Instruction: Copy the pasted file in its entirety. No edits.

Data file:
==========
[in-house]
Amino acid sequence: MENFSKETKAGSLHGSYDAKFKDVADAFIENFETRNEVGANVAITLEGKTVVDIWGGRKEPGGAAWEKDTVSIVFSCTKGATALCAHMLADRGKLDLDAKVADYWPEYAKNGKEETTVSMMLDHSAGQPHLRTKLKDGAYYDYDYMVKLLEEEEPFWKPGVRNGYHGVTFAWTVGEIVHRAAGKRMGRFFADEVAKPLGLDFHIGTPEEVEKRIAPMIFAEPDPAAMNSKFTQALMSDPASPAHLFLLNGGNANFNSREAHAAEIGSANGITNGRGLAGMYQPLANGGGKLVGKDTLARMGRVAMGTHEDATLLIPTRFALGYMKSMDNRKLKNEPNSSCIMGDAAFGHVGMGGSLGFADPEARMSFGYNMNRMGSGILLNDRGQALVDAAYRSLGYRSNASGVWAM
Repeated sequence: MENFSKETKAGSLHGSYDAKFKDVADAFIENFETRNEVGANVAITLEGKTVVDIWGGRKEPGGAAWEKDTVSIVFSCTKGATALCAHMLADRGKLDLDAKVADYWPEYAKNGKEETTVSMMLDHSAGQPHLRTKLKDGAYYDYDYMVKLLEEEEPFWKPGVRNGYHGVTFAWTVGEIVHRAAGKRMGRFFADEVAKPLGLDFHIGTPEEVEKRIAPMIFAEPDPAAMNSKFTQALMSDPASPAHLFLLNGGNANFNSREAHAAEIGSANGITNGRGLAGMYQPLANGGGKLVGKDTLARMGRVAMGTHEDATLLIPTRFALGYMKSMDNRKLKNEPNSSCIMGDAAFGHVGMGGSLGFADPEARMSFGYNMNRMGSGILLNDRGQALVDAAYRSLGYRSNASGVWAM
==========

[in-house]
Amino acid sequence: MENFSKETKAGSLHGSYDAKFKDVADAFIENFETRNEVGANVAITLEGKTVVDIWGGRKEPGGAAWEKDTVSIVFSCTKGATALCAHMLADRGKLDLDAKVADYWPEYAKNGKEETTVSMMLDHSAGQPHLRTKLKDGAYYDYDYMVKLLEEEEPFWKPGVRNGYHGVTFAWTVGEIVHRAAGKRMGRFFADEVAKPLGLDFHIGTPEEVEKRIAPMIFAEPDPAAMNSKFTQALMSDPASPAHLFLLNGGNANFNSREAHAAEIGSANGITNGRGLAGMYQPLANGGGKLVGKDTLARMGRVAMGTHEDATLLIPTRFALGYMKSMDNRKLKNEPNSSCIMGDAAFGHVGMGGSLGFADPEARMSFGYNMNRMGSGILLNDRGQALVDAAYRSLGYRSNASGVWAM
Repeated sequence: MENFSKETKAGSLHGSYDAKFKDVADAFIENFETRNEVGANVAITLEGKTVVDIWGGRKEPGGAAWEKDTVSIVFSCTKGATALCAHMLADRGKLDLDAKVADYWPEYAKNGKEETTVSMMLDHSAGQPHLRTKLKDGAYYDYDYMVKLLEEEEPFWKPGVRNGYHGVTFAWTVGEIVHRAAGKRMGRFFADEVAKPLGLDFHIGTPEEVEKRIAPMIFAEPDPAAMNSKFTQALMSDPASPAHLFLLNGGNANFNSREAHAAEIGSANGITNGRGLAGMYQPLANGGGKLVGKDTLARMGRVAMGTHEDATLLIPTRFALGYMKSMDNRKLKNEPNSSCIMGDAAFGHVGMGGSLGFADPEARMSFGYNMNRMGSGILLNDRGQALVDAAYRSLGYRSNASGVWAM